Mobile online checkout and AI to be front of mind in 2016: Deloitte

Deloitte's latest Technology, Media & Telecommunications report has predicted the time it takes for consumers to browse and checkout will be reduced, and enterprise software companies will integrate more cognitive technologies into their products.

Mobile online checkout and cognitive technologies are set to boom in 2016, according to the latest predictions made by Deloitte.

In the Technology, Media & Telecommunications 2016 report, Deloitte believes the number of individuals who use a third-party touch-based payment service to make a purchase on their devices -- which covers both smartphones and tablets -- will increase by 150 percent to reach 50 million regular users.

Deloitte also believes the friction, and the time it takes to browse and checkout will be reduced, as more retailers take advantage of the biometric element integrated into most smartphones.

Richard Miller, Deloitte Payments Advisory practice leader, said the big difference in 2016 is there are now requisite preconditions in place to improve the online checkout process.

"The technology you require on the device, the secure element of the fingerprint reader, those are now present in over 60 smartphone models, whereas last year it was less than a dozen.

"The merchants who need to be able to offer these capabilities at checkout are quickly getting on board, whether it's with PayPal, One Touch, or MasterPass. Ultimately, the financial service infrastructure that is required to support this to actually move the funds have also got on board to support it.

"So those necessary preconditions are all now in place, and suggest there is significant opportunity to only make our lives easier, reduce up to 80 percent cart abandonment rate that online retailers experience today, and speed up the velocity of purchasing as well," he said.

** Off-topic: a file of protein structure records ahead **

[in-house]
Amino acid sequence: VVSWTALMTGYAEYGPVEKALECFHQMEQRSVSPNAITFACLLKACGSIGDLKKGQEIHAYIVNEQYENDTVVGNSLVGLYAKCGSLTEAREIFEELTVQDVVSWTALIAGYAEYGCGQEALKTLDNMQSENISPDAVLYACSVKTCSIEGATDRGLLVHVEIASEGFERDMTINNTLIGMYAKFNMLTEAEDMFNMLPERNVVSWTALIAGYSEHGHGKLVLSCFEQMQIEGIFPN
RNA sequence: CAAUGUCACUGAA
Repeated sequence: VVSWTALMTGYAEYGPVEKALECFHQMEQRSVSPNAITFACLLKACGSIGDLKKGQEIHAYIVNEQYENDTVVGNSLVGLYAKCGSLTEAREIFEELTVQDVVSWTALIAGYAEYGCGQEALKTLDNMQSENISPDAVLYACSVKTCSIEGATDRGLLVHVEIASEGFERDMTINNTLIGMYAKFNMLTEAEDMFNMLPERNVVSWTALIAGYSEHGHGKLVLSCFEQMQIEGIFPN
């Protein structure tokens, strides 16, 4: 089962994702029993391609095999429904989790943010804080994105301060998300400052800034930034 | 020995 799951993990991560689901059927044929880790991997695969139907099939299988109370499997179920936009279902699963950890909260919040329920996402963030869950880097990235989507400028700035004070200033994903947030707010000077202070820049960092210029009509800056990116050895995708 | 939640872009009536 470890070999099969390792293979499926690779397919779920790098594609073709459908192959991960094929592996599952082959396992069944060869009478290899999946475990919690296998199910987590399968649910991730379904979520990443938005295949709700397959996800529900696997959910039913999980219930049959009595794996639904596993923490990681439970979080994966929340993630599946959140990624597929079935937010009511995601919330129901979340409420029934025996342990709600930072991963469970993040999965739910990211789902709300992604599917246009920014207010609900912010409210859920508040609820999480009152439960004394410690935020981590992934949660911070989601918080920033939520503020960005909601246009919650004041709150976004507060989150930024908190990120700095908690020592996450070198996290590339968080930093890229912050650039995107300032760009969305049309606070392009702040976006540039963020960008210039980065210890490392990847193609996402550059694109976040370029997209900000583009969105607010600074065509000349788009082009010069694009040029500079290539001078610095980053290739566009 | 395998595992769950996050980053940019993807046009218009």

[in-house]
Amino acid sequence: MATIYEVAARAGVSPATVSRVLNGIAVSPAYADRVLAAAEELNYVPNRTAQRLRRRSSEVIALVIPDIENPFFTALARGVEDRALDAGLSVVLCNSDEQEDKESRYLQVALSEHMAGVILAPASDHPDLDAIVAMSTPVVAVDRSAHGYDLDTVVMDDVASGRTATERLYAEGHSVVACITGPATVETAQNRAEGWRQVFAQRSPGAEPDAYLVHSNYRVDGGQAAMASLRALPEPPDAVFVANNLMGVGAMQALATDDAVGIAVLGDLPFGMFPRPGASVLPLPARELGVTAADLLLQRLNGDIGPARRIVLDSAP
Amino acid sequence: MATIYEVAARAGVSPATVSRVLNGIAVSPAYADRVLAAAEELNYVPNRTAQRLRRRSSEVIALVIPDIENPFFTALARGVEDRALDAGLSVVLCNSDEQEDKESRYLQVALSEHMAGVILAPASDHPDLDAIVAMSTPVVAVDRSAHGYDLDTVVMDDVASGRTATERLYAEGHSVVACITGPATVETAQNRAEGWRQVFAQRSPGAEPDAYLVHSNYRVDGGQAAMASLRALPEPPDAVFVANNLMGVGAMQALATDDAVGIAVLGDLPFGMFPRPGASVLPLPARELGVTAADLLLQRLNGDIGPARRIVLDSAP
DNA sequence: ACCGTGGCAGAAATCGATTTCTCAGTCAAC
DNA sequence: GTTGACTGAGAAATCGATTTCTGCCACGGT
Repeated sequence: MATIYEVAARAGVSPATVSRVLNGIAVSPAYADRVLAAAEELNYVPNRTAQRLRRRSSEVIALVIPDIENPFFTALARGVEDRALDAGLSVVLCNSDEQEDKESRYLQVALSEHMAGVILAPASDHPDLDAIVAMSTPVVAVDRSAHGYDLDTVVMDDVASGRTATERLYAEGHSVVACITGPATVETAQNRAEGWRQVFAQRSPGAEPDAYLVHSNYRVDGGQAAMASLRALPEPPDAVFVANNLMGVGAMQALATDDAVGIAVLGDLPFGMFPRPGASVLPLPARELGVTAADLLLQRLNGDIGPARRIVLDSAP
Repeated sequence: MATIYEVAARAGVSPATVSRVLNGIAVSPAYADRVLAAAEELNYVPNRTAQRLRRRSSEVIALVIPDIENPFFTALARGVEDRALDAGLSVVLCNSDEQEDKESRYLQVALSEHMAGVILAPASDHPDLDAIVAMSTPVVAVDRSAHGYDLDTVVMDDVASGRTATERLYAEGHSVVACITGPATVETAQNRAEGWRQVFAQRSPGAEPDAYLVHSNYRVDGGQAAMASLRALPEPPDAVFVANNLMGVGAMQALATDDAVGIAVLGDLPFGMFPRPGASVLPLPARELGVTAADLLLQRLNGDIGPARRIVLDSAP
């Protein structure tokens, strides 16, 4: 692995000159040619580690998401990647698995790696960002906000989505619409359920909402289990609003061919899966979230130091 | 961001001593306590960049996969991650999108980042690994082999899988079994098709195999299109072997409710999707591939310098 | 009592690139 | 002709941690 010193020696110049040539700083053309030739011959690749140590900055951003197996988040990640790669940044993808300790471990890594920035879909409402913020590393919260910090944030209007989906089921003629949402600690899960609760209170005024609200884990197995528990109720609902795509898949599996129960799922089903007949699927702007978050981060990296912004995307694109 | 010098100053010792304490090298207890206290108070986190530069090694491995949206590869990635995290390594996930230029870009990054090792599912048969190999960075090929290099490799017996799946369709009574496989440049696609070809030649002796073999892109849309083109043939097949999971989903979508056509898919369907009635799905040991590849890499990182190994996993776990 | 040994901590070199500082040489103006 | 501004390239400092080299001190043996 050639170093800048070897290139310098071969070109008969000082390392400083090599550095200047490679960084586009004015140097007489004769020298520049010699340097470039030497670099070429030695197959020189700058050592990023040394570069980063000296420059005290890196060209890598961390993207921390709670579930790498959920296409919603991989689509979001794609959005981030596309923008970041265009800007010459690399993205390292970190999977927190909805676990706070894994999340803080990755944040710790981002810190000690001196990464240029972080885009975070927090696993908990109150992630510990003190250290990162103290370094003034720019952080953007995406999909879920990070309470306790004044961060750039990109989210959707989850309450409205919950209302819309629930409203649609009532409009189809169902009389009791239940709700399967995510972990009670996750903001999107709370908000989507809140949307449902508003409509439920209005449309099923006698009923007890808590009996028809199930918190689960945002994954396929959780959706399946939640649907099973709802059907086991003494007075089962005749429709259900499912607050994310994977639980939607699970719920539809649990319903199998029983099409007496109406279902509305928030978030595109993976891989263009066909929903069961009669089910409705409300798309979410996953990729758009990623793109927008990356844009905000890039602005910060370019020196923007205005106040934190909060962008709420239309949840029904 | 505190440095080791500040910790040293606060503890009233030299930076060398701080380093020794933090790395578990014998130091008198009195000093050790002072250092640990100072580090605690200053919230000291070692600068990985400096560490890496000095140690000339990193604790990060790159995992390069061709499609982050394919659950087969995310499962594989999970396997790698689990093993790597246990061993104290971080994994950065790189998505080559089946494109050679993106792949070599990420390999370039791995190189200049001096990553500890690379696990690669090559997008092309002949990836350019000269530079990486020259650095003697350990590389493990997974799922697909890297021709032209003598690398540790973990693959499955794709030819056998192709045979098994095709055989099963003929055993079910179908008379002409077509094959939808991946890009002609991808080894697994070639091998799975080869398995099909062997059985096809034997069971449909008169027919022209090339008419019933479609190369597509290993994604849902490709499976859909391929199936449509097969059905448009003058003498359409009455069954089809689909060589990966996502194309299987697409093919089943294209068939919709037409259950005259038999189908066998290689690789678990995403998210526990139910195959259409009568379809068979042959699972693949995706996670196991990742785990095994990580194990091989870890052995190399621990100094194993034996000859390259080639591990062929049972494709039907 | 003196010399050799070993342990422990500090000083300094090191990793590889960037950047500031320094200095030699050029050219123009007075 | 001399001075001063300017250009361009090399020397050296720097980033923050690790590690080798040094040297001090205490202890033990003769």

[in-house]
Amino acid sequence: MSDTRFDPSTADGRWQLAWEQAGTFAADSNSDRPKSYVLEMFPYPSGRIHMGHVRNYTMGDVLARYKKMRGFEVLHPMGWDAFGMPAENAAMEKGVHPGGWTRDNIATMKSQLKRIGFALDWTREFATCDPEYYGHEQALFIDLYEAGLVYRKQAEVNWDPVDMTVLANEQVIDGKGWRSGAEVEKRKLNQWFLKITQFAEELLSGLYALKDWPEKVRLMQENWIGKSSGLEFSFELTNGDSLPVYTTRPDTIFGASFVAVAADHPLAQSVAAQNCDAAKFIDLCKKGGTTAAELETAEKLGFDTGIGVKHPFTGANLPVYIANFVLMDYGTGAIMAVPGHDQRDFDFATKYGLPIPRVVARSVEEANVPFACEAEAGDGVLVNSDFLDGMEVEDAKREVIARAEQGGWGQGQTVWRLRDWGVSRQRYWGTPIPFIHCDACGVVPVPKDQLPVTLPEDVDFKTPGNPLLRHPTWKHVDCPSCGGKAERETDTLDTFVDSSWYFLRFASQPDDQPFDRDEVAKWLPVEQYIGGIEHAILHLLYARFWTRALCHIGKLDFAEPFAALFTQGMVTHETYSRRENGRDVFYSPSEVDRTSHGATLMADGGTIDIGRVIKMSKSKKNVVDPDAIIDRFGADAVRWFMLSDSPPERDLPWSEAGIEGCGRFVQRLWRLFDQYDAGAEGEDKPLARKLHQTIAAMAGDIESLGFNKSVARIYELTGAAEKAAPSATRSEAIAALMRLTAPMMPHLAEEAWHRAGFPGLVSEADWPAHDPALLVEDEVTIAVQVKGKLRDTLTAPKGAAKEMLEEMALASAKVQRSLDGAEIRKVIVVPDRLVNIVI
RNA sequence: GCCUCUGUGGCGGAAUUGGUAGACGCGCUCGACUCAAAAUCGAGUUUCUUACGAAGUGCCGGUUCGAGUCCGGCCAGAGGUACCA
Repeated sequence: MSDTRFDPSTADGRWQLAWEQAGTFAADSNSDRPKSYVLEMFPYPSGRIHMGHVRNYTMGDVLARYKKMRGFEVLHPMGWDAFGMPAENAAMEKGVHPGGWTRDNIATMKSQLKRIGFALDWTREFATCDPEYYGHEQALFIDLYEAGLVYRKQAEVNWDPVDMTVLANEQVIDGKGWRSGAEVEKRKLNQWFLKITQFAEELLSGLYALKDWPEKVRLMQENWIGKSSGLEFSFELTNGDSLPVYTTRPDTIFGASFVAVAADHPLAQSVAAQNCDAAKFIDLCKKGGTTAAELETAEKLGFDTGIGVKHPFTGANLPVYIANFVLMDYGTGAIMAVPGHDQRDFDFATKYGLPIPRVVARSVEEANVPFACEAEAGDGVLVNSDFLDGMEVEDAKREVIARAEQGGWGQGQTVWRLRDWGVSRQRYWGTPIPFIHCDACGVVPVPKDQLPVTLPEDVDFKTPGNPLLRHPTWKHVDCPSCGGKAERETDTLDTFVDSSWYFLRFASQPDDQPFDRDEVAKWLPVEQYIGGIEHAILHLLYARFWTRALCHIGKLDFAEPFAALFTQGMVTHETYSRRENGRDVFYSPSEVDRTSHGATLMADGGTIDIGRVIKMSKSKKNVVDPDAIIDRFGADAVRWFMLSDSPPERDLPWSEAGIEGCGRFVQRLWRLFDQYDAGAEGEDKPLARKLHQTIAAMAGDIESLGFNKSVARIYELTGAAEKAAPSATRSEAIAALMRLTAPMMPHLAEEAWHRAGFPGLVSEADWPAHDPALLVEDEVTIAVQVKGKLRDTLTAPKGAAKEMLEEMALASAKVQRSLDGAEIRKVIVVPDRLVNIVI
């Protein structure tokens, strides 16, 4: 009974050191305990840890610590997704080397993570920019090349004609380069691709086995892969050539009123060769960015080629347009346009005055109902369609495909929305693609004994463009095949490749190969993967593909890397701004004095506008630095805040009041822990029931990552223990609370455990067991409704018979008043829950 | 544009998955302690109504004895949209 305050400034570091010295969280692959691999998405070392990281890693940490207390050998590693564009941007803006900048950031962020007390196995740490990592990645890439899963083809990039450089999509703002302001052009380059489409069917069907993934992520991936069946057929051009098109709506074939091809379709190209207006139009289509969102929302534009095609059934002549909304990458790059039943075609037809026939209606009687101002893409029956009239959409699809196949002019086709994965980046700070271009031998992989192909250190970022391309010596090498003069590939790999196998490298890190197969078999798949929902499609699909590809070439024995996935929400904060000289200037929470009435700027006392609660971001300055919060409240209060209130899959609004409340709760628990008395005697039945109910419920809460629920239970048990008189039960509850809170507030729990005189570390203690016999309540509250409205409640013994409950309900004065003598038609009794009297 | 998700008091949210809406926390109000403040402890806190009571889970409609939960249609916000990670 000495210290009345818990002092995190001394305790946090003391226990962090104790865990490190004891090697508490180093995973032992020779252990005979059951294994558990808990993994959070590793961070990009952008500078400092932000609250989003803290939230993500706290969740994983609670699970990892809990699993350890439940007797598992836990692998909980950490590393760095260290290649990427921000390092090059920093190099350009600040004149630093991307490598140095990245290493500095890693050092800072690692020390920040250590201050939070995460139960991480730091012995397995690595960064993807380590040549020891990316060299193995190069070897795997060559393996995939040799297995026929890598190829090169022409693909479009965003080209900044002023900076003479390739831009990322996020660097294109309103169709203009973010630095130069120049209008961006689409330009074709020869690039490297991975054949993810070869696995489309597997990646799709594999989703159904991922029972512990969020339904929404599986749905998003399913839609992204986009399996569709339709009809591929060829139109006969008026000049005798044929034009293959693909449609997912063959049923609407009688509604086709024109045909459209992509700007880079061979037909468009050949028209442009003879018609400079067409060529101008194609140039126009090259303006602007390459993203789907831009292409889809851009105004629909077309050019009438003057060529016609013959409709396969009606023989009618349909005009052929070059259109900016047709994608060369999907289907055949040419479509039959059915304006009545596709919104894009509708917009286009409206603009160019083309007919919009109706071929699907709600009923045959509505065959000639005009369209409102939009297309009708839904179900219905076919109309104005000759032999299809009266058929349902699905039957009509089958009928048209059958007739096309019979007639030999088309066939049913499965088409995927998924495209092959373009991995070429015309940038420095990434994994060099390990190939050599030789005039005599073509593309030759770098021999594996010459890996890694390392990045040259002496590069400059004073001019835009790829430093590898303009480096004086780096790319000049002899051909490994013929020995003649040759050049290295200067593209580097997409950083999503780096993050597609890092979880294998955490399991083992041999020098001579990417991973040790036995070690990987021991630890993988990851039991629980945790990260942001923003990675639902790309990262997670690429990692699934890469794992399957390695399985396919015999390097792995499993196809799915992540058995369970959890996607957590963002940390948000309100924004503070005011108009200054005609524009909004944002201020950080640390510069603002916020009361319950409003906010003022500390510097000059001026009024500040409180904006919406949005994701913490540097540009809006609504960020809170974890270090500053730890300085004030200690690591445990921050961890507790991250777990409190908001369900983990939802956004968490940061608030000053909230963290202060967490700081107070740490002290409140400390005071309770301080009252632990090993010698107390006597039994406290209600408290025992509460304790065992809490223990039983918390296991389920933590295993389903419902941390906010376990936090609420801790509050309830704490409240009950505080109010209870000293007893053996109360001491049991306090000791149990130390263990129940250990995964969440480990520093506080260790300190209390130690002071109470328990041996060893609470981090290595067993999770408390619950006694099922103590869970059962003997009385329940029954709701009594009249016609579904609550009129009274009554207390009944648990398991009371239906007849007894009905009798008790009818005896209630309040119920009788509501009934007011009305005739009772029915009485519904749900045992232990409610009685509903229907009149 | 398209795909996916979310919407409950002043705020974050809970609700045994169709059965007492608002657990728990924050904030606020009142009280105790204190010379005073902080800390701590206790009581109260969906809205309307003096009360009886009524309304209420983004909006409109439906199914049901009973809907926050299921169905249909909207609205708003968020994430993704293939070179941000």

Deloitte also predicted that by 2016, more than 80 of the world's 100 largest enterprise software companies by revenue will integrate cognitive technology to enhance their products. Deloitte said the top three forms of cognitive technology that software companies are most likely to integrate are machine earning, speech recognition, and natural language processing.

Deloitte Technology partner Stuart Scotis said this year will be the year when cognitive technologies becomes mainstream, noting leading the pack already are solutions such as Apple's Siri and voice-activated televisions. He also said that since 2011, venture capital investments have raised $2.5 billion for companies to integrate cognitive technology into existing enterprise software.

"Whilst the perception of artificial intelligence is that computers are becoming smarter than humans collectively, the reality is the individual cognitive apps are doing specific tasks better, or are improving incrementally to do individual tasks only humans could previously do in sight, sound, and touch. We're seeing those cognitive apps individually become better," he said.

The report also touched on the topic of women in IT jobs, and how education, along with hiring, recruitment, pay and promotion, and retention are large hindrances on why fewer than 25 percent of IT jobs in developed countries globally will be held by women by the end of 2016.

From a local perspective, Deloitte reported women make up 28 percent of the total Australian IT workforce, which national media lead partner Clare Harding said is neither ahead nor behind the rest of the world. She also noted that it will take decades to correct the gender issue that currently exists in the industry.

Another finding of the report was people between the age of 18 and 24 may be mobile-centric users, but are also pro-PC buyers and users. From this finding, Deloitte has predicted that people in this age group will likely have higher ownership, intent to purchase, and use of PCs than any other age group in 2016.

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